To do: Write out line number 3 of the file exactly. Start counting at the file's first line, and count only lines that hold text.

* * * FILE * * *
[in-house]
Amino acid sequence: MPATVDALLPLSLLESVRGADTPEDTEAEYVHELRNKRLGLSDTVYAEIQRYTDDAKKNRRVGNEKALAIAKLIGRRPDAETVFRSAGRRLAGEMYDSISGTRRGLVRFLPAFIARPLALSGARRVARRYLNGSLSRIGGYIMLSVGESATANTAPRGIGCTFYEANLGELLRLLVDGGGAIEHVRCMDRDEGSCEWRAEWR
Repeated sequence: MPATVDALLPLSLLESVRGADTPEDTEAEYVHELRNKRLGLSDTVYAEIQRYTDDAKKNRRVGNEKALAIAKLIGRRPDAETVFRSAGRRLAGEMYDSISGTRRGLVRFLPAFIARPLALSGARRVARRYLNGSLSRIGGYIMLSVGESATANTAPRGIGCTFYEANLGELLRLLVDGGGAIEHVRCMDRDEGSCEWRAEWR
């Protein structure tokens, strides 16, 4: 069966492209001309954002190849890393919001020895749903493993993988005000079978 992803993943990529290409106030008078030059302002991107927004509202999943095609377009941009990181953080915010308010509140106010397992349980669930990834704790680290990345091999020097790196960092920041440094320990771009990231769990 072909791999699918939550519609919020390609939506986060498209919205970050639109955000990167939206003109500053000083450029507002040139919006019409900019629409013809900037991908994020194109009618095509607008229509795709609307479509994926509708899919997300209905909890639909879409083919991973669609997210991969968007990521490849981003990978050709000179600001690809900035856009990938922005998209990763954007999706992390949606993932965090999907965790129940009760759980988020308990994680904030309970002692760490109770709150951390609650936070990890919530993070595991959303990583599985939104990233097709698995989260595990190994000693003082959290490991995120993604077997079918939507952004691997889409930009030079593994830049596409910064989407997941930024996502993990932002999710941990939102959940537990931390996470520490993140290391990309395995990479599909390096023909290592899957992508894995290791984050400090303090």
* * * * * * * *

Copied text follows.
Repeated sequence: MPATVDALLPLSLLESVRGADTPEDTEAEYVHELRNKRLGLSDTVYAEIQRYTDDAKKNRRVGNEKALAIAKLIGRRPDAETVFRSAGRRLAGEMYDSISGTRRGLVRFLPAFIARPLALSGARRVARRYLNGSLSRIGGYIMLSVGESATANTAPRGIGCTFYEANLGELLRLLVDGGGAIEHVRCMDRDEGSCEWRAEWR